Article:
A personal blog with craft tutorials, reviews of books, films, and music, parenting advice, and opinions on society and politics.

September 12, 2013

Music Review || Placebo's 'Loud Like Love'

placebo-band-members-silhouette
I've been a fan of Placebo almost since they formed. I wasn't a fan of alternative music yet in 1995, and it was really after 'Pure Morning' from 'Without You I'm Nothing' that I became hooked. I remember giggling to myself when everyone went crazy about 'Every You, Every Me' after it appeared in the film 'Cruel Intentions' because the song wasn't new to me.

What I like most about the band is the depth of emotion in the lyrics and the sounds. The music is always intriguing to me as well - I always feel like there's an alternate meaning that is hidden and beyond words or description.

Another aspect of their music that I enjoy is that it doesn't really change. Certainly there are nuances of dissonance from album to album, but the Placebo style hasn't changed.

With the British band's latest album, the signature sound is still there, and still addictive. But this album has a depth of feeling to it that is so far unparalleled, and there is also a clarity to the singing, which is, apparently because lead singer Brian Molko sang them while sober for the first time ever. He told News.com.au that being out of a narcotic haze helped with the clarity, while the lyrics are also the most 'confessional' he's ever written.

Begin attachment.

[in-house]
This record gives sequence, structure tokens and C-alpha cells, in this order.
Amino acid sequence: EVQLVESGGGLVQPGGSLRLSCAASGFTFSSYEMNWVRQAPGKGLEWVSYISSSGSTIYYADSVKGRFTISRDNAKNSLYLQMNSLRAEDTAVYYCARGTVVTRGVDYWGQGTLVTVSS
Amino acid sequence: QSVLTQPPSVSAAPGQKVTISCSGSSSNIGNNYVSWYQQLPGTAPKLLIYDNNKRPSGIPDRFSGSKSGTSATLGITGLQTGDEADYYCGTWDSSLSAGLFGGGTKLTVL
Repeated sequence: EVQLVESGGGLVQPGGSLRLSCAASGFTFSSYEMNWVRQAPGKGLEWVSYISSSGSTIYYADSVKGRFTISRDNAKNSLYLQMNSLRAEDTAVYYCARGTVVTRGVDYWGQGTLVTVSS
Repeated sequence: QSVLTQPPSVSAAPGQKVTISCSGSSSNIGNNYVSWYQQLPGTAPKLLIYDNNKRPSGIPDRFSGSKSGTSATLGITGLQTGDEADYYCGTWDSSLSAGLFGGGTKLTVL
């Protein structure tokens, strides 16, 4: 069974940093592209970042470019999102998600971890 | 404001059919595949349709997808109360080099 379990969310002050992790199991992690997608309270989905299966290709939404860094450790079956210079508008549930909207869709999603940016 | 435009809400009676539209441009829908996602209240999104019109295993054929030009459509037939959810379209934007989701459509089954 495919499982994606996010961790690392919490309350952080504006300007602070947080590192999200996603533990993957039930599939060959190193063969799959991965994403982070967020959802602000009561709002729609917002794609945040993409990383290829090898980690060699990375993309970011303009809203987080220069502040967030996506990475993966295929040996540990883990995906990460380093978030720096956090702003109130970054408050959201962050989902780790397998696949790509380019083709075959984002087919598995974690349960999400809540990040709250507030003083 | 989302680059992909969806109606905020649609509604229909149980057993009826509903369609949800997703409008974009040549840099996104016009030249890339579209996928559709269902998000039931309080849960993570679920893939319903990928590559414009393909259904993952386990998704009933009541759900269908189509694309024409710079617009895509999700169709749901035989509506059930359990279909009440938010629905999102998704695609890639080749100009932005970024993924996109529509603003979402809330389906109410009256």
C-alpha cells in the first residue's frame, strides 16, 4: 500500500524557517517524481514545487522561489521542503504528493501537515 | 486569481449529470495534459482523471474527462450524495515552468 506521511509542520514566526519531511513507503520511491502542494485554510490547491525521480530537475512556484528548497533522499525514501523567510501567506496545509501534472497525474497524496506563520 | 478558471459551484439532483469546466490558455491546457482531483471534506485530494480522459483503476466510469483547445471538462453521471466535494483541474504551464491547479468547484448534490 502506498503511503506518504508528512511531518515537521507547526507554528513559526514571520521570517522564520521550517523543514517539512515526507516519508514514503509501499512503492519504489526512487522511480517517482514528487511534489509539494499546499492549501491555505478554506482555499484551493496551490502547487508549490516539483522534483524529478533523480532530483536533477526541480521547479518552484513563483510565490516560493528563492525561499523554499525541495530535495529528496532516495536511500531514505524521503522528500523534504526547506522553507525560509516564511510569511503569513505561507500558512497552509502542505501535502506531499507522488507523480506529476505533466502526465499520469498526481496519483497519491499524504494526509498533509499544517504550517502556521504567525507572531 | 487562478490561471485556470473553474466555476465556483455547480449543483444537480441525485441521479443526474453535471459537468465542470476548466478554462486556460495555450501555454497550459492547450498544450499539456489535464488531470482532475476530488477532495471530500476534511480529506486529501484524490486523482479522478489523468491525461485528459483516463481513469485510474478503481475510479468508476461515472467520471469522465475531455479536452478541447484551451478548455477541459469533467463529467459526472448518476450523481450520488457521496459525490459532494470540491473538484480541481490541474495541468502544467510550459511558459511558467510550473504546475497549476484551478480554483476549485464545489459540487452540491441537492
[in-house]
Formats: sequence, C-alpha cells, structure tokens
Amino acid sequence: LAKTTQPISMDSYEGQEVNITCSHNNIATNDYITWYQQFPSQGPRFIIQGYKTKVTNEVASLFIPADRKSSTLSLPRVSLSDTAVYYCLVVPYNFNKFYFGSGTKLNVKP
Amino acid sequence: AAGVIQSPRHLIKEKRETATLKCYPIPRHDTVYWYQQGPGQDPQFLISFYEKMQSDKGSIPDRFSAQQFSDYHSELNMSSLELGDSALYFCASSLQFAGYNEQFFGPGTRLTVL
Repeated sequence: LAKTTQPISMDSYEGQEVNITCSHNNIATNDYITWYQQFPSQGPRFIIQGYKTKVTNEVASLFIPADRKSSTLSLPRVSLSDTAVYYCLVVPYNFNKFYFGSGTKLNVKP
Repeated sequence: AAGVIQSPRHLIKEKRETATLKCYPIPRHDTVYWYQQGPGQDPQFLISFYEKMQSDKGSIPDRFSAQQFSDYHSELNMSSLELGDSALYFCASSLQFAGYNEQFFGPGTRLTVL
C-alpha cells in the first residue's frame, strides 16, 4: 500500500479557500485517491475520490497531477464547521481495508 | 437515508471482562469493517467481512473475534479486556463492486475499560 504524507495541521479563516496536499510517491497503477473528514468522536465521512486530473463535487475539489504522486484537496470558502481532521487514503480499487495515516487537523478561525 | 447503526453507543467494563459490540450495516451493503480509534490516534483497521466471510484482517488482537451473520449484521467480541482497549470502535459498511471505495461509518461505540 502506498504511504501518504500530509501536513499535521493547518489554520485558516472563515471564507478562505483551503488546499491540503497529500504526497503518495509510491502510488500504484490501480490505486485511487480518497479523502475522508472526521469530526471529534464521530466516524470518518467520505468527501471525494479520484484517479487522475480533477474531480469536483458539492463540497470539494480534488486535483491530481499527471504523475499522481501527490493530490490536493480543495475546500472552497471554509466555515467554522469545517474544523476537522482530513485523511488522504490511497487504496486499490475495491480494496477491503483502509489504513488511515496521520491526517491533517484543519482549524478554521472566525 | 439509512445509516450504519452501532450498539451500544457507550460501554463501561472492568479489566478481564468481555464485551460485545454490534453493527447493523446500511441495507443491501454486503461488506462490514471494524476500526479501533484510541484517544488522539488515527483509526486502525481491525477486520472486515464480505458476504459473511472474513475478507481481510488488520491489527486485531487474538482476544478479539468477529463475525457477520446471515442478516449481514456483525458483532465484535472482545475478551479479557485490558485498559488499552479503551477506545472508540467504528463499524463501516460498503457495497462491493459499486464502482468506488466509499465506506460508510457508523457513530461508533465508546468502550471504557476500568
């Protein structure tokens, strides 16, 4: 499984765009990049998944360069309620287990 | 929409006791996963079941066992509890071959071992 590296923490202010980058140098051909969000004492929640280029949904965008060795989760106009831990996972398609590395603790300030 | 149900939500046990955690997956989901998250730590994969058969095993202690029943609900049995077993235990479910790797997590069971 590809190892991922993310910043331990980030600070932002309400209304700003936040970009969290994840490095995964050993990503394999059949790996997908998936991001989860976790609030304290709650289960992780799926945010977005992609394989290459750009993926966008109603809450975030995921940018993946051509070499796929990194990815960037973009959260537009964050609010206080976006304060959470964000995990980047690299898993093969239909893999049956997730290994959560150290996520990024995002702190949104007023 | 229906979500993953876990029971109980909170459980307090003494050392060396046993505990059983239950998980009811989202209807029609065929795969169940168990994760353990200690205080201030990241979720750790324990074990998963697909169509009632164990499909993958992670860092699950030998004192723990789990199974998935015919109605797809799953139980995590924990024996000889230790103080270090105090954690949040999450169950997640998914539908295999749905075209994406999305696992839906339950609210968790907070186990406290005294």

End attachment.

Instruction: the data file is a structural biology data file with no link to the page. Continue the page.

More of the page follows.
I know I've been harping on about Placebo's signature style, and in this album, their sound is much more intense, as they've made spectacular use of their entire repertoire of musical talent. The two founders, Molko and Stefan Olsdal, were both trained at the American International School of Luxembourg after all. The piano work in 'Bosco' is inspiring and emotional, and there's also a healthy dose of modern sound effects to freshen up the sound.

I think, like their other six albums, that Placebo will remain a band that isn't really the trend (what with Miley Cyrus' pop antics, could 'normal' alternative music ever compete?) but I believe they've already made their way into the annals of rock music that will always be remembered for its originality. After all, rock is the source of all pop culture today - maybe the reality rock represents will eventually seep into the hearts and minds of the children of the pop world.

The video for their first single from the album is just as unique as the band itself. 'Friends Like These' is narrated by Brett East Ellis, who wrote the book 'American Psycho', which is one of my favourite films. The song is about our networked world, where we have so many friends, but hardly any relationships. Check it out; I think it's pretty awesome! Let me know what you think!



{Image credit: By Vento Di Grecale (Flickr) [CC-BY-SA-2.0 (http://creativecommons.org/licenses/by-sa/2.0)], via Wikimedia Commons}